Audit: requirements – contractor had to be vendor neutral; LMR customer interview and use case mapping; technical recommendations backed with data. Output: Clients – CUPD + 9 other business units. Biggest problem was coverage inside buildings (and system overloads). Tech assessment: most equipment was over 10 years old and malfunctioning, no real resource dedicated to monitor and engage with customers, most portable radios were not optimal. Business assessment: lack of policy enforcement (internal and external); lack of visibility of individual unit needs; lack of engagement with business partners. Plans: stabilize current LMR system under limited budget in 3 months by replacing high risk or failed equipment, leverage existing University assets (monitoring, backup power). Longer term: want to patch LMR into the campus fiber backbone. RFI in process.

John Board – Duke

Had the opportunity to green field a managed, networked, camera system. Lawyers were concerned about lack of standardization and maintenance of existing cameras. Started with parking decks. Goal was evidentiary, not live surveillance. Budgeted cost actually included maintenance, ongoing verification and network and storage costs. All cameras installed and operationally verified by OIT. Cisco VSOM, decent API. 1024 cameras in operation now.

The institution is zealous about privacy. They have a policy about access to live and stored images; have a retention policy; there’s a committee that decides where cameras go (you can’t put up cameras up outside the system). Challenge around need vs demand.

Wanting to do automated image analysis to verify that cameras are working, e.g. deviation of sample image vs reference image. EE faculty proposed writing an algorithm for this. After some experimentation came to an algorithm that filters ~80% of good cameras, while reliably identifying 100% of bad cameras. By using 3-day averages, safely filters 95% of good cameras – declaring victory!

Va Tech – Crowd Monitoring and Management on Game Day – Major Mac Babb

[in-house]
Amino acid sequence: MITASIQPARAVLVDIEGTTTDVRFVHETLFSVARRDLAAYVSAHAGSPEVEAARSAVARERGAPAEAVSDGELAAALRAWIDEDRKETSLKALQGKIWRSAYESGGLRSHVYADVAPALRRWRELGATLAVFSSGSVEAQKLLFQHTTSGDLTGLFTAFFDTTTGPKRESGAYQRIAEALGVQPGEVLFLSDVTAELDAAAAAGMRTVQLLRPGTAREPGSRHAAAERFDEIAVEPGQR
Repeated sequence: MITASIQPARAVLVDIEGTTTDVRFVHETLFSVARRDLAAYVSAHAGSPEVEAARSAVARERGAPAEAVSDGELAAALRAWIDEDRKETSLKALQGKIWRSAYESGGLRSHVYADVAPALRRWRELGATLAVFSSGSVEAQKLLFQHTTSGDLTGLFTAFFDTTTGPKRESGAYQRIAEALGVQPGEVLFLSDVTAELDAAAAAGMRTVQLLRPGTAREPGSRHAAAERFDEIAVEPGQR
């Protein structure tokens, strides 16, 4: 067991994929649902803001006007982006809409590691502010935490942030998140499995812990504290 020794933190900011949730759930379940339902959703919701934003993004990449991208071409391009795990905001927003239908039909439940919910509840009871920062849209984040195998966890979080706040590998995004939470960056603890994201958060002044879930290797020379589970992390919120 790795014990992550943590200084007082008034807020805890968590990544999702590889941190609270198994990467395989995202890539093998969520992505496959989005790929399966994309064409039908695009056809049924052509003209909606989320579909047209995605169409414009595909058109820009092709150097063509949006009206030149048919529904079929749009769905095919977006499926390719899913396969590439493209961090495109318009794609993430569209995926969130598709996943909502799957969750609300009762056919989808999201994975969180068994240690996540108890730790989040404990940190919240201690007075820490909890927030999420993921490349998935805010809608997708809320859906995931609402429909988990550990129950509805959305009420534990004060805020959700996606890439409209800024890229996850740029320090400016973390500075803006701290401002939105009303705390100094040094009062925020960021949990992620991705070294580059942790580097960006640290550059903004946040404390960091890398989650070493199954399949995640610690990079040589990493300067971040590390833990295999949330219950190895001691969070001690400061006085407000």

Stadium holds 66k people. Originally built in 1965. Hokie Village across the street, 20 parking lots, most of which are licensed for alcohol.

Unified Command off 7th floor of stadium. 160 Officers, Office of Emergency Management, Communications / Dispatch, Rescue, Fire, Game Operations, Event Staff/Security/ADA Services (545 event personnel), Parking, and Stadium Facilities and Grounds Ops.

Technology Assistance – CAD terminals and radio dispatch. See same screens as regional center. Access to around 400 cameras around campus. Weather systems fed into ops center, Veoci incident management program, Athletics comms channels, social media, emergency notification system. Supported by security center at public safety building.

Team Tops Technology – University of Washington’s Approach to Crisis Commnunications – Andy Ward

Seattle Crisis Communication Team – News & Information, Police, Marketing, IT, Emergency Management, Housing & Food Services, UW Medical Center.

Roles – Initiator, Incident Commander (for communications), Communicator, Monitors

Crisis communications toolkit – UW Alert Blog (wordpress.com) — can send messages to banners on the UW home page and to the hot-line telephone. UW Alert (e2campus) sends text and email messages. UW Alert facebook and twitter channels. There’s an outdoor alert system (talkaphone) and an indoor alert system (PA capabilities on fire alarm system (problem is they have to send to all buildings at once)). Plan to use Red Cross Safe & Well system to account for people.

97% of time crisis communication team  is activated by campus police — 20 some people, calling into a conference bridge. Initiator briefs team, primarily incident commander who decides what action to take. Person who initiates the call should be ready to send out the first message. Decide which tool(s) to use to send alert, and then team stays on the bridge after the message is sent.

Police are not the incident commanders for communications.

When incident is over, they send out an all-clear message.

IT’s role during an incident: Monitor technology performance; Troubleshoot immediately; Provide technical expertise; Provide depth to the team.

Police have ability to send messages if immediacy is needed.

Subteams from all 3 campuses meet and recommend policies.